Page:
From the moment Michael Levine poked his head into a first-floor window of the tenement buildings that house Streit’s Matzo factory, he knew there was an incredible story just waiting to be told.
Streit’s Matzo is not your average large-scale food manufacturer. The last family-owned matzo factory in America, it remains in the same four tenement buildings on Rivington Street in New York City where it’s been in since 1925, using the same machines. Despite what other manufacturers might consider handicaps, Streit’s is thriving.
“We did consider moving to a different factory several years ago, but ultimately we decided to stay where we are. A lot of it has to do with tradition,” said Alan Adler, director of operations, who noted that the modern equipment at other matzo plants is bigger than the older equipment that Streit still uses.
“There was a concern that if we moved to a modern facility, we wouldn’t be able to re-create the exact flavor,” he said.
Streit’s Matzo has won several blind taste tests in multiple states. Its secret to success, Adler said, is that unlike so many “greedy corporations” out there, his company cares about its workers and customers.
“If anyone calls in with a problem, they’ll get the owner on the phone,” said Adler. “Our customers feel like they’re part of the family, not just buying food at a supermarket.”
Employees, too, know they’re valued; some have been working at Streit’s for more than 30 years, sending their children through college under Streit’s employ.
“I’ve always [been aware] of the buildings, but I never really knew what happened inside them,” said Levine, 31.
Levine, who lives in Manhattan, has been working in the film and television industry for nine years, and is in the process of creating a documentary called “Streit’s: Matzo and the American Dream.”
Although he grew up in New Jersey, Levine has deep family connections to Streit’s. In addition to living on the Lower East Side for 12 years, his father’s family settled on Rivington Street when they immigrated to America in 1910.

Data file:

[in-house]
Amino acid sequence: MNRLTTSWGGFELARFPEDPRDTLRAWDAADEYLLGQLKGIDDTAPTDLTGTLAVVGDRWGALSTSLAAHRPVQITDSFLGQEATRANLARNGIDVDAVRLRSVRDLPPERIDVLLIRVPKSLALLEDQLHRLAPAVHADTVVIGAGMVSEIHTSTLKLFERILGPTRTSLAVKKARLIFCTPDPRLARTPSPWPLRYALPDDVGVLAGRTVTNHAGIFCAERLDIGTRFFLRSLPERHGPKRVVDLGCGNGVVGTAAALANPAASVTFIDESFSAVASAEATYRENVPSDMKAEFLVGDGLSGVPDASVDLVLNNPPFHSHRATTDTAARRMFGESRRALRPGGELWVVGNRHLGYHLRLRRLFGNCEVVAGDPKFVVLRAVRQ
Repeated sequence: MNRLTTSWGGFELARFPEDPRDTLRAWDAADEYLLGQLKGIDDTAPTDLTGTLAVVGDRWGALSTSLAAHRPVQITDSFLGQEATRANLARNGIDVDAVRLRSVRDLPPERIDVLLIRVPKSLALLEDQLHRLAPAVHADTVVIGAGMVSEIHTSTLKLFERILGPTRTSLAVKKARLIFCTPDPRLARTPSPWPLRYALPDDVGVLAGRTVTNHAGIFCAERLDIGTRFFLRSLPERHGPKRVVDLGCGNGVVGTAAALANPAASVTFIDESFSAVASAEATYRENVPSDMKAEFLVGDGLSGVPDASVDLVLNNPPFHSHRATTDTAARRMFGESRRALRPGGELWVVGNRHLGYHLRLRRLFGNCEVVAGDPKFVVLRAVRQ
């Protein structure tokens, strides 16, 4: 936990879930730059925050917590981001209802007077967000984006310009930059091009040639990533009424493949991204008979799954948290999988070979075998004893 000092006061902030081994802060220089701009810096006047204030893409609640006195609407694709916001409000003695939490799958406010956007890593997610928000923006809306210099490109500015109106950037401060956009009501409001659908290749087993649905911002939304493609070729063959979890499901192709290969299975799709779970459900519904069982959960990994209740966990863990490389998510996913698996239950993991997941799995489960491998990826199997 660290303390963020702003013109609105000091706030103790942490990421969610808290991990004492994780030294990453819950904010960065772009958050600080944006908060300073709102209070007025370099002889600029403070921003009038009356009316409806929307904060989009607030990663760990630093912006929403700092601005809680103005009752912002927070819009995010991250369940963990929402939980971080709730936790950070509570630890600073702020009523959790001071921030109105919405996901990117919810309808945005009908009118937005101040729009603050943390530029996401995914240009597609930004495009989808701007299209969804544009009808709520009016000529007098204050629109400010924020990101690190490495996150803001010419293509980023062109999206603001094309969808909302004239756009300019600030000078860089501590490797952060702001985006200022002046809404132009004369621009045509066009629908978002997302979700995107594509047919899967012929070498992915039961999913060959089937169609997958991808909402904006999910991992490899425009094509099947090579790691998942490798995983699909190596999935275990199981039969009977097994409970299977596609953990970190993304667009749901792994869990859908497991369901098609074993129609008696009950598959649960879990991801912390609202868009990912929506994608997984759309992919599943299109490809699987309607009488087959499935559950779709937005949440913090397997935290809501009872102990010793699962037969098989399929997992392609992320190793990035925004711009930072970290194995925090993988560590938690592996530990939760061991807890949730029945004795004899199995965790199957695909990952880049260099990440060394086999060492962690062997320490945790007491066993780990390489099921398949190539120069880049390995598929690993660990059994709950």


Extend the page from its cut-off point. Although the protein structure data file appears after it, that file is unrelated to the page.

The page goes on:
“I was just walking by the factory, and I poked my head in the window. A worker saw me,” Levine said.
“Well, the ovens are right next to the window, so he just grabbed a piece of matzo straight from the oven and gave it to me. I was amazed. He saw that on my face and invited me in. With the 80-year-old machinery, rabbis on every floor, people running around … it was like walking through a time warp. It was unbelievable.”
Levine did not immediately run to make a movie about the matzo factory, but there was little doubt in his mind that he would at some point.
“I didn’t know what their story was, but I knew that it was a story worth telling,” he said. “I’ve always been interested in stories of resilience and resistance, places that are expected to move out but stay and thrive.”
When Levine, the director, met Michael Green, his desire to tell Streit’s story came one step closer to reality. Green, the film’s producer, is an acclaimed foodie. His 19 years at Gourmet Magazine and his appearances on the Food Network have made him an invaluable asset to the documentary’s production. The two set up Rivington Pictures, which will be producing and distributing the film.
Still, there are many hurdles to overcome before they can release their film, hopefully before next Passover. Filming should conclude within the month, but necessary archival material has not been so easily accessible.
“To tell the story the way it needs to be told requires archival images and stills because so much of the content is old,” said Levine. “And of those cost money.”
To fund the many costs of the documentary, Rivington Pictures has started a Kickstarter campaign. Kickstarter is a website used to fund independent projects in which project creators set a goal and a deadline and individual backers pledge money. If a project does not reach its monetary goal by the set deadline, it doesn’t receive a cent. Rivington Pictures currently has about half of its $60,000 goal with less than a week until its deadline.
“If it’s not funded, it’s going to be very difficult,” Levine said. “It could delay the film for years or even indefinitely.”
“It’s been great getting to know everyone at Streit’s,” Levine said. “When you’re filming a documentary, you essentially have to get complete strangers to tell you very personal things about their lives and their work. So we’ve spent a lot of time at Streit’s, just getting to know everyone. It’s been awesome building trust, because they all are amazing.”
Hanna T. Glicksman is a JT intern. — [email protected]